Consider one of the most vocal ones. Mike Young is always good for a good quote about how any and all disclosure is bad for his clients’ (company management, certainly he’s not thinking about shareholders) position vis a vis their defense and negotiation with those that sue them.
He’s a (big) talking head for the audit firms, too. But he’s also afraid of the auditors.
Which side are you on, Mike?
From Mr. Young’s comment letter:
…It is to the Board’s credit that it seeks to mitigate these concerns through the possibility of aggregation. While that attempt is commendable, however, it doesn’t really solve the problem. The prominence of large litigation often cannot be disguised by aggregation, and both large and small litigation would presumably be the subject of robust discussion with the outside auditor in disaggregated form, thereby making highly prejudicial information potentially available to adversaries through loss of the attorney-client privilege…
Yeah. He makes a great case for me to agree with squelching disclosure.
My writing on the initial proposals can be found in the following posts:
August 27, 2008 FAS 5 (and Francine) Featured In BNA
August 18, 2008 Big 4 and FAS 5 – What We Don’t Know Can’t Hurt Us
August 12, 2008 Improving Contingency Disclosure? Just Keep Doing The Shuffle
August 11, 2008 Update (2) – More FAS 5 – More Transparency or More Shilling
I have not read all of the commentary on the subject and speaking from the perspective of a former auditor and current expert witness in economic damages any change in FAS 5 (sticking to the old reference) would be a bad choice. Specifically, any detailed rules would simply allow for opportunity to do more harm than good. Any company in litigation needs to defend or prosecute their claims vigorously. Their lawyers are sworn advocates and must do the same for the best interest of the client. Expecting that counsel is going to disclose or subject thier case to an auditor’s request for information regarding the potential outcome is fatal to the lawyers responsibility to their client. Auditors have available significant amounts of information that is publicly available in the pleadings related to any ongoing litigation. Understanding the economic elements from a damages perspective also allows an estimate with regard to the potential gain or loss associated to the action. Being able to assess the actual outcome is an entire other issue that would be nothing more than speculation on anyones part. However, understanding an measuring the potential economic consequence is capable of being estimated and for anyone to decide how to assess the actual risk of an adverse outcome. Perhaps obtaining a neutral legal opinion would be a better option than asking the client’s attorneys to disclose priviledged information, which of course enhance the independence and objectivity of the auditor’s assessment. However it is still something that in almost all cases cannot be determined with the degree of certainty required to actually take a charge to earnings for a loss contingency. Given all the available information discussed any investor would have sufficient knowledge to make an investing decision.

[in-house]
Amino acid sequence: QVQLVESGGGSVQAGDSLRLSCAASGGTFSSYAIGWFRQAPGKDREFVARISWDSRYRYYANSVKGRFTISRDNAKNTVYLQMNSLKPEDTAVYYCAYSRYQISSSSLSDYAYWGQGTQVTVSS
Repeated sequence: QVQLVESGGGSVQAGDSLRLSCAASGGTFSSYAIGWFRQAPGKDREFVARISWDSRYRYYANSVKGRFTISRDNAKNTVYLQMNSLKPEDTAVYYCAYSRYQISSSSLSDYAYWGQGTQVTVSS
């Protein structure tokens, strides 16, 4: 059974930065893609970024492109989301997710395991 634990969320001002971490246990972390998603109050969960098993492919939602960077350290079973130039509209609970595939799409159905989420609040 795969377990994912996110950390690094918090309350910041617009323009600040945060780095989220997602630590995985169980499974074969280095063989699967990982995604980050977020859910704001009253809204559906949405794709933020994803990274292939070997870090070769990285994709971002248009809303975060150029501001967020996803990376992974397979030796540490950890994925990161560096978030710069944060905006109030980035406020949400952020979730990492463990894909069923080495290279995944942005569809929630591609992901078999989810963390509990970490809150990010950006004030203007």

Wow, incredible blog layout! How long have you been blogging for? you made blogging look easy. The overall look of your web site is magnificent, as well as the content!
I have been blogging for four years. I’ve had this format for two. I had lots of help from Jason Moriber @jasonmoriber on Twitter. Thanks.